Startup Accounting 101: How to Choose a Business Structure

business structure

So you have thought of a great new business idea, and you have decided to build a new startup based on it. But now what? What are the key considerations to think about when setting up a new business? I know that there are probably thousands of things on your mind right now, but one of the most important things to consider is which business structure to use for your new startup. In general, there are five types of business structures to adopt in the UK (although there are similar structures in other countries such as Canada, US, and many more): sole trader, partnership, limited liability company (Ltd), limited liability partnership (LLP), and public corporation. Most likely, if you are just starting out your own business, you won’t be forming a public corporation any time soon. This is usually used by more mature businesses to raise a significant amount of public funding on the stock market (think Alibaba IPO). Therefore, that leaves us with four main types of business structures to choose from. Now you must be wondering, what are the pros and cons of adopting each of these business structures and how can you best choose one of them? I know it may seem very confusing right now, but let me break it down for you…

1. Sole trader

This type of business structure is great for those that are working alone to build their businesses, and it’s also highly popular among freelancers. Sole Trader is most commonly used by self-employed people, who offer services as their main way of making money, such as photographers, hairdressers, real estate agents, etc.

Pros:

  • No complicated fees to register as a sole trader
  • Simple to set up (see more details below)
  • Inexpensive to operate
  • Not many regulatory restrictions/rules
  • All income (after tax) belongs to you!
  • Tax deductions available for expenses that relate to business activities

Cons:

  • Liability is unlimited, meaning that you may have to use your personal assets to pay back debt of the business, if the business is insolvent
  • No continuity in the business if the owner can no longer operate it
  • Taxed at higher personal income tax rate once the business grows, because all income from the business is taxed as your personal income

To become a sole trader, you will first need to register with the HMRC, and you will also need to register for a self-assessment with the HMRC in order to start filing your tax returns. See link below for more details about how to do this:

https://www.gov.uk/set-up-sole-trader

This type of structure is most beneficial for single-owner businesses that have low costs and won’t be taking on too much debt any time soon. It is a good structure to use if you want to keep your business structure simple in the beginning.

2. Partnership

If you have a few other people that you trust and would like to set up your new startup with, then adopting a Partnership structure may be the right answer for you. This type of structure is very similar to the Sole Trader; the major difference is that now there is more than one owner in the business. Also, this can be a structure to consider using once your Sole Trader business grows and you want to recruit more people to run the business with you.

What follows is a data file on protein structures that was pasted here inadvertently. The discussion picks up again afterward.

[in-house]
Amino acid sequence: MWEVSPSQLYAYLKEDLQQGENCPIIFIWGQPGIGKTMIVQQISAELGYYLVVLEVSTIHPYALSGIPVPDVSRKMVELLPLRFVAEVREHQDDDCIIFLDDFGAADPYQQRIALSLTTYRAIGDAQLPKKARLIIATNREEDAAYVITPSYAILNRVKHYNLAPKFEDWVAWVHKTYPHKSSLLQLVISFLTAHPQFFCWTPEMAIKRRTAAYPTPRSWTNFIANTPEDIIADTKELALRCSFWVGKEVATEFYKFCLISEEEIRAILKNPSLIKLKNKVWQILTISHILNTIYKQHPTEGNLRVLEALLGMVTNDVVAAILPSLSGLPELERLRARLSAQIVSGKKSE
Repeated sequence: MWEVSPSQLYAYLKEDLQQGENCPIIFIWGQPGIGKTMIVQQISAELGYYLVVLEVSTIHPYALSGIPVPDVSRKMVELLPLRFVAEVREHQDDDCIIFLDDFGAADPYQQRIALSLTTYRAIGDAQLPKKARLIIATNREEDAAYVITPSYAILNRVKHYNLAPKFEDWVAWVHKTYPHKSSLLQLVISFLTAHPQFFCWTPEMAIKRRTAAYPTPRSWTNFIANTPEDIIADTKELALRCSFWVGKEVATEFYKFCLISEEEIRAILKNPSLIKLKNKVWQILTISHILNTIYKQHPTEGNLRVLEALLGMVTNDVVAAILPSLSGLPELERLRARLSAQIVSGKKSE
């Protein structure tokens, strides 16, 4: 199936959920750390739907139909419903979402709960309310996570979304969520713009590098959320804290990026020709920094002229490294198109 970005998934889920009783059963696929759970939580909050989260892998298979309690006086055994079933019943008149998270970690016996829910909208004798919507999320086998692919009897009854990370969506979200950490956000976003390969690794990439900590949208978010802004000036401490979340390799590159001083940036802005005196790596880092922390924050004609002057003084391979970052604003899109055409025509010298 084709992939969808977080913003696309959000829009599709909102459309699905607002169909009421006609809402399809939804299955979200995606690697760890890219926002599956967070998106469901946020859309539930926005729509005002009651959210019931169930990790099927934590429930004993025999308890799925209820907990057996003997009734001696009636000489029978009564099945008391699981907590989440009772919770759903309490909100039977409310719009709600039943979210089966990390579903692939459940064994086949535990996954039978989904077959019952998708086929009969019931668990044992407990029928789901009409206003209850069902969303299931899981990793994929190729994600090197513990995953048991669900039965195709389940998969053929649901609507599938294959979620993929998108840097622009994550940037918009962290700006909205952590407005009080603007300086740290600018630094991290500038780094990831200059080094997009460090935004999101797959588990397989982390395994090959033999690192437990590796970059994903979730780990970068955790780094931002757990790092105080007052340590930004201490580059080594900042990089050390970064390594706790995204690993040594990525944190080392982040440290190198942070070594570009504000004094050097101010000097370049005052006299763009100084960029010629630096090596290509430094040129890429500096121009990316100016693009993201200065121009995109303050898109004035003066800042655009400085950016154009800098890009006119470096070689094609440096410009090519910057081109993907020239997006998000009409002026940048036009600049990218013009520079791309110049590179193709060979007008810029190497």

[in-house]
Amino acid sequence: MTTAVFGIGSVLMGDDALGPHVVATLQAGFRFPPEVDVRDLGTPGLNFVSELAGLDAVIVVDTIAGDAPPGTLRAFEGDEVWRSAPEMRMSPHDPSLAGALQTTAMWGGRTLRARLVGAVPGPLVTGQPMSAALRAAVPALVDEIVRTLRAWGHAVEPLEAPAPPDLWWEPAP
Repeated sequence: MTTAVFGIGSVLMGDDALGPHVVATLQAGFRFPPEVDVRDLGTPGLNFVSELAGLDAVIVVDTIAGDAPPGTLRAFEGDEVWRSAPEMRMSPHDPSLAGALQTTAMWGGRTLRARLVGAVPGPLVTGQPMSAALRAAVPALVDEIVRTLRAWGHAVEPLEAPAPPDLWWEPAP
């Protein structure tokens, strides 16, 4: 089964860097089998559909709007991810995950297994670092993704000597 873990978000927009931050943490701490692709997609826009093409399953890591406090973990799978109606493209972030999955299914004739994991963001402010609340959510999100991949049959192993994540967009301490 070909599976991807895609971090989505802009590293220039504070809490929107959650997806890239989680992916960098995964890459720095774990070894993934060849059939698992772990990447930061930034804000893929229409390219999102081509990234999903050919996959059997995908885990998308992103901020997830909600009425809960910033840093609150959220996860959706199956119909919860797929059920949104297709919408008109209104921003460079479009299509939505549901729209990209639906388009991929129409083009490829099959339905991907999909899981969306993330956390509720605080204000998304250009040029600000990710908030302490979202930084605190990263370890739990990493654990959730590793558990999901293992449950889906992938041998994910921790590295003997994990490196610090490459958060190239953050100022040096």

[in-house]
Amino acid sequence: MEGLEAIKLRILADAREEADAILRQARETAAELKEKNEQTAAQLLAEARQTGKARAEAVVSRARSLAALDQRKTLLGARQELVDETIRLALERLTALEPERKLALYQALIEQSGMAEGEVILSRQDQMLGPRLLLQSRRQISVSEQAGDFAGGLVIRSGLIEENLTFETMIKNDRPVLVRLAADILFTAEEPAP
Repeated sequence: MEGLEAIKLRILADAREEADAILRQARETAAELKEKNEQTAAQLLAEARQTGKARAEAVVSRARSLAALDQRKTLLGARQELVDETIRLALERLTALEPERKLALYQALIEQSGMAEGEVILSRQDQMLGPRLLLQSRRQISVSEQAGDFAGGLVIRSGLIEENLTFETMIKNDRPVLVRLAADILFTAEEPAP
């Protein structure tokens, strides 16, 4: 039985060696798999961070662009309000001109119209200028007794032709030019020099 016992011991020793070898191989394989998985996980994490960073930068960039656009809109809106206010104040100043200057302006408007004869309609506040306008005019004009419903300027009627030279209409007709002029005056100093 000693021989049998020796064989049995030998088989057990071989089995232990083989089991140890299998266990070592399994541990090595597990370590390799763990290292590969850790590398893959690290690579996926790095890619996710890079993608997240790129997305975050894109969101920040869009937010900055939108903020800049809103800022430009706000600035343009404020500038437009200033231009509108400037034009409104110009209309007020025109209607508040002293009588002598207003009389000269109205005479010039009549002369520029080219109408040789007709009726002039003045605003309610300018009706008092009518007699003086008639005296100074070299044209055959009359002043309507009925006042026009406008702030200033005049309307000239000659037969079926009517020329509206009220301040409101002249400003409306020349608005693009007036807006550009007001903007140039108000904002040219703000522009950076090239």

Pros:

  • Simple to set up
  • Inexpensive to operate
  • Not many regulatory restrictions/rules
  • Your share of all income (after tax) of the partnership belongs to you!
  • Business can continue to operate if one partner leaves. However, note that you need at least more than two partners in the business in order for the partnership to continue. This is because if there are only two partners and one of these partners leaves the partnership, then the partnership is dissolved.

Cons:

  • Again liability is unlimited, AND you will also be liable for any business debt incurred by your partner(s) as well!
  • Taxed at higher personal income tax rate once business grows

The first disadvantage point is an important one to consider, as it is a risk that most business owners of a partnership worry about. Under this “unlimited liability” type of Partnership structure, any partner is legally liable for all of the other partners’ business debt in the case that the other partners cannot repay the debt by themselves. This means that you need to ensure that you enter into a partnership only with people that you can trust and have the right kind of skills to operate the business with you.

Another important consideration when setting up a Partnership is to sign a partnership agreement between all of the partners. The agreement should specify how you will share the revenue, costs, and liabilities of the partnership. Also, the agreement should provide details for what will happen in the event that one or more of the partners leave the partnership.

From a tax perspective, a Partnership structure is considered as a “flow-through” entity. This means that all income earned in the partnership is passed onto the partners. Therefore, the partnership income is taxed as personal income for each partner. Therefore, depending on how much income the partnership generates, as a partner, you may be taxed at a higher personal tax rate due to the amount of partnership income that you earn.

Furthermore, you will also become a self-employee when you join a partnership. In the UK, for self-employed individuals, if your annual revenue is above £5,965, then you will have to pay Class 2 National Insurance at the rate of £2.80 per week (this will be abolished after tax year 2016-2017, so you won’t have to pay any national insurance if your annual profit is below £8,060). If your annual revenue is above £8,060, then you will have to pay Class 4 National Insurance. Class 4 National Insurance is charged at 9% on profits between £8,060 – £43,000, and 2% on profits over £43,000. National Insurance is usually paid through your self-assessment. See link below for more details: